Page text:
Organic Matter Fractions from Organically and Conventionally Managed Soils: I. Carbon and Nitrogen Distribution
- M. M. Wander and
- S. J. Traina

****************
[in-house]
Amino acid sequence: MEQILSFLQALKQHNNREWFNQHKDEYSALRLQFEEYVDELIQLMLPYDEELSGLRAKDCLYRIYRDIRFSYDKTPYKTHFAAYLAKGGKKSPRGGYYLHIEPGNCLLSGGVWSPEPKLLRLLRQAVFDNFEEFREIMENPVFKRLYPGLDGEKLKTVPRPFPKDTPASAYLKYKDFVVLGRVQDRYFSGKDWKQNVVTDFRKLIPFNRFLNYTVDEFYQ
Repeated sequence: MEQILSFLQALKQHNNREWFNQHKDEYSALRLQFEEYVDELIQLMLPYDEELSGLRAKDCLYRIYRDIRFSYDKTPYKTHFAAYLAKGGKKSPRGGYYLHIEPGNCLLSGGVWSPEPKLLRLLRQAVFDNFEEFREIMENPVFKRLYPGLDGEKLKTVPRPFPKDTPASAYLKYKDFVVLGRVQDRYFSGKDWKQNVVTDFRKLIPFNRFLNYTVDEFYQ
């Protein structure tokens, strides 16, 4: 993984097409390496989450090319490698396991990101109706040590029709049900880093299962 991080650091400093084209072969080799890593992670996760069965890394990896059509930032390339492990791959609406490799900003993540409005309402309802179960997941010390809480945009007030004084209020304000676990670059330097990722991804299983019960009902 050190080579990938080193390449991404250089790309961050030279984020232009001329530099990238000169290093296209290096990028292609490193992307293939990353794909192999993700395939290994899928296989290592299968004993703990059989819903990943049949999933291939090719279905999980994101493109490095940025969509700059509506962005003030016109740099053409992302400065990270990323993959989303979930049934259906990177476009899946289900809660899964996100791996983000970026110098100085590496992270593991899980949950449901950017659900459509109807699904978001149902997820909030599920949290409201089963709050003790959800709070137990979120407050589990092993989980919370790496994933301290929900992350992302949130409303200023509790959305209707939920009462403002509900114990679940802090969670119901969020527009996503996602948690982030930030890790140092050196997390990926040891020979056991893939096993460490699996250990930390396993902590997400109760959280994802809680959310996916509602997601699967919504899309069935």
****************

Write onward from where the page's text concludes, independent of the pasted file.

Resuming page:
Chemical and physical fractionation techniques were used to study the effects of organic and conventional management practices on soil organic matter (SOM) characteristics. We isolated SOM from: (i) organic animal-based, manure-amended (ORG-AN), (ii) organic cash-grain-based, cover cropped (ORG-CC), and (iii) conventional, cash-grain-based (CONV) rotations. We quantified the total C and N contents of humin (HN) and humic substances (HS), and light (LF), heavy (HF), fine organo-clay, and organo-sand fractions. Management changed the quantity and distribution of C and N in physically and chemically isolated fractions. The ORG-CC soil had significantly greater quantities of C in its HN, HS, LF, and HF fractions than the CONV soil. Management impacted the distribution of C and N only in the LF fraction. The ORG-CC had a larger percentage and proportion of C and N in its LF than the other soils. The percentage of soil N in HS was higher in the ORG-AN and ORG-CC than in the CONV soil. Even though the quantity of N in the CONV's HN equaled the other soils, it had the highest percentage and proportion of N allocated to this fraction. Farming systems did not significantly alter the C and N contents of HS or the quantity of C associated with selected particle-size fractions; however, the C content of fine clay isolated from aggregated soil was significantly greater than the C content of clay isolated from loose soil. By isolating macroorganic matter (LF) in concert with HS and HN fractions, we were able to assess management practice impacts on SOM characteristics.Please view the pdf by using the Full Text (PDF) link under 'View' to the left.
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